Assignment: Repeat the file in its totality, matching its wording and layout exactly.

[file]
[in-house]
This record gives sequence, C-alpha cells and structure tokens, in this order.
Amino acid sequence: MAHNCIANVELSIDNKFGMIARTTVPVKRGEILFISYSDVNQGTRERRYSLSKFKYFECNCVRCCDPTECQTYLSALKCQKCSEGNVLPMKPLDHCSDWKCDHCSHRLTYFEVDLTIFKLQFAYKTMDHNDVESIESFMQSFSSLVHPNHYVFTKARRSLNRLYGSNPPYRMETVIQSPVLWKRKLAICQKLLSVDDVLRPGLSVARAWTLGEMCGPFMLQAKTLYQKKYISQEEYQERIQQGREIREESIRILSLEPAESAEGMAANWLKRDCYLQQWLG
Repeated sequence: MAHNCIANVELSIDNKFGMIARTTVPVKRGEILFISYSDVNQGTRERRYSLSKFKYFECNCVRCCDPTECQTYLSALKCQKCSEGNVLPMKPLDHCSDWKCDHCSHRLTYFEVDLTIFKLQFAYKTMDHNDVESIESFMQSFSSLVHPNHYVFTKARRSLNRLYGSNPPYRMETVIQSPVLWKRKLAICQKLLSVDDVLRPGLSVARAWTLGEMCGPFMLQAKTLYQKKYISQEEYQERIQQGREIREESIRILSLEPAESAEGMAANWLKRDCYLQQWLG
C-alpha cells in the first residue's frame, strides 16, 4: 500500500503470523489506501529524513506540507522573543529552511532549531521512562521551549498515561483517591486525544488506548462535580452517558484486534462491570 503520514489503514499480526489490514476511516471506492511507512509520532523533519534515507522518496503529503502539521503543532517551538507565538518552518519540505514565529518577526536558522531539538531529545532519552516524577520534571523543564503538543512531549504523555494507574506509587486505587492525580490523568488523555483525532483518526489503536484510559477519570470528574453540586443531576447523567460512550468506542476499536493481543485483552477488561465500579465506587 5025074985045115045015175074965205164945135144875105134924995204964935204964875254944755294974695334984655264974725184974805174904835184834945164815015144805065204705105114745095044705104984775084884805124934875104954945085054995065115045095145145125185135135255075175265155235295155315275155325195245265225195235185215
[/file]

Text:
[in-house]
This record gives sequence, C-alpha cells and structure tokens, in this order.
Amino acid sequence: MAHNCIANVELSIDNKFGMIARTTVPVKRGEILFISYSDVNQGTRERRYSLSKFKYFECNCVRCCDPTECQTYLSALKCQKCSEGNVLPMKPLDHCSDWKCDHCSHRLTYFEVDLTIFKLQFAYKTMDHNDVESIESFMQSFSSLVHPNHYVFTKARRSLNRLYGSNPPYRMETVIQSPVLWKRKLAICQKLLSVDDVLRPGLSVARAWTLGEMCGPFMLQAKTLYQKKYISQEEYQERIQQGREIREESIRILSLEPAESAEGMAANWLKRDCYLQQWLG
Repeated sequence: MAHNCIANVELSIDNKFGMIARTTVPVKRGEILFISYSDVNQGTRERRYSLSKFKYFECNCVRCCDPTECQTYLSALKCQKCSEGNVLPMKPLDHCSDWKCDHCSHRLTYFEVDLTIFKLQFAYKTMDHNDVESIESFMQSFSSLVHPNHYVFTKARRSLNRLYGSNPPYRMETVIQSPVLWKRKLAICQKLLSVDDVLRPGLSVARAWTLGEMCGPFMLQAKTLYQKKYISQEEYQERIQQGREIREESIRILSLEPAESAEGMAANWLKRDCYLQQWLG
C-alpha cells in the first residue's frame, strides 16, 4: 500500500503470523489506501529524513506540507522573543529552511532549531521512562521551549498515561483517591486525544488506548462535580452517558484486534462491570 503520514489503514499480526489490514476511516471506492511507512509520532523533519534515507522518496503529503502539521503543532517551538507565538518552518519540505514565529518577526536558522531539538531529545532519552516524577520534571523543564503538543512531549504523555494507574506509587486505587492525580490523568488523555483525532483518526489503536484510559477519570470528574453540586443531576447523567460512550468506542476499536493481543485483552477488561465500579465506587 5025074985045115045015175074965205164945135144875105134924995204964935204964875254944755294974695334984655264974725184974805174904835184834945164815015144805065204705105114745095044705104984775084884805124934875104954945085054995065115045095145145125185135135255075175265155235295155315275155325195245265225195235185215